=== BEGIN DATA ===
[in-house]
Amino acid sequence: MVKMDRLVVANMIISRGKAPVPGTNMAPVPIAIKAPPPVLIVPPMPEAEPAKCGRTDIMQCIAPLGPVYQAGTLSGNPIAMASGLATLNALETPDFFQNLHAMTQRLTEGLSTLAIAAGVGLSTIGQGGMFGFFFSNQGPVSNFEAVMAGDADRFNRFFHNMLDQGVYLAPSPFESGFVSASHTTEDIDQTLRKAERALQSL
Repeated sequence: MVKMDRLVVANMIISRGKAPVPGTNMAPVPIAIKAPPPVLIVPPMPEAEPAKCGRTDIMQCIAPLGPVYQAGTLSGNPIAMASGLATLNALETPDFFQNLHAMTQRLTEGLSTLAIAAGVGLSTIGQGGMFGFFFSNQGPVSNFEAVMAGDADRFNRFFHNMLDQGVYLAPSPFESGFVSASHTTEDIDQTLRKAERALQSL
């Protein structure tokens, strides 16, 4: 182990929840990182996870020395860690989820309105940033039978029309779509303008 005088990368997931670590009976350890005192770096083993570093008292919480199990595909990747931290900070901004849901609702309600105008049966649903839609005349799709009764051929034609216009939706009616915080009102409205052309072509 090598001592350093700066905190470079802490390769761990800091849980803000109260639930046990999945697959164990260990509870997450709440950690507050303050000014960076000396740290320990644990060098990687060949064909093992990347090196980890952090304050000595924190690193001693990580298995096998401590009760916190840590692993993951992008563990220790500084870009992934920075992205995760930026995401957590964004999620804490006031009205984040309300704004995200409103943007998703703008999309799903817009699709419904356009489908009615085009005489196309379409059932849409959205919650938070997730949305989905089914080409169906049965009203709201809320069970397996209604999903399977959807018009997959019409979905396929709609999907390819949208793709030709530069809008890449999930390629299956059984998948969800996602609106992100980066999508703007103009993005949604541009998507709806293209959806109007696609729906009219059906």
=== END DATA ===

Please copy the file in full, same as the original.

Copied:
[in-house]
Amino acid sequence: MVKMDRLVVANMIISRGKAPVPGTNMAPVPIAIKAPPPVLIVPPMPEAEPAKCGRTDIMQCIAPLGPVYQAGTLSGNPIAMASGLATLNALETPDFFQNLHAMTQRLTEGLSTLAIAAGVGLSTIGQGGMFGFFFSNQGPVSNFEAVMAGDADRFNRFFHNMLDQGVYLAPSPFESGFVSASHTTEDIDQTLRKAERALQSL
Repeated sequence: MVKMDRLVVANMIISRGKAPVPGTNMAPVPIAIKAPPPVLIVPPMPEAEPAKCGRTDIMQCIAPLGPVYQAGTLSGNPIAMASGLATLNALETPDFFQNLHAMTQRLTEGLSTLAIAAGVGLSTIGQGGMFGFFFSNQGPVSNFEAVMAGDADRFNRFFHNMLDQGVYLAPSPFESGFVSASHTTEDIDQTLRKAERALQSL
């Protein structure tokens, strides 16, 4: 182990929840990182996870020395860690989820309105940033039978029309779509303008 005088990368997931670590009976350890005192770096083993570093008292919480199990595909990747931290900070901004849901609702309600105008049966649903839609005349799709009764051929034609216009939706009616915080009102409205052309072509 090598001592350093700066905190470079802490390769761990800091849980803000109260639930046990999945697959164990260990509870997450709440950690507050303050000014960076000396740290320990644990060098990687060949064909093992990347090196980890952090304050000595924190690193001693990580298995096998401590009760916190840590692993993951992008563990220790500084870009992934920075992205995760930026995401957590964004999620804490006031009205984040309300704004995200409103943007998703703008999309799903817009699709419904356009489908009615085009005489196309379409059932849409959205919650938070997730949305989905089914080409169906049965009203709201809320069970397996209604999903399977959807018009997959019409979905396929709609999907390819949208793709030709530069809008890449999930390629299956059984998948969800996602609106992100980066999508703007103009993005949604541009998507709806293209959806109007696609729906009219059906």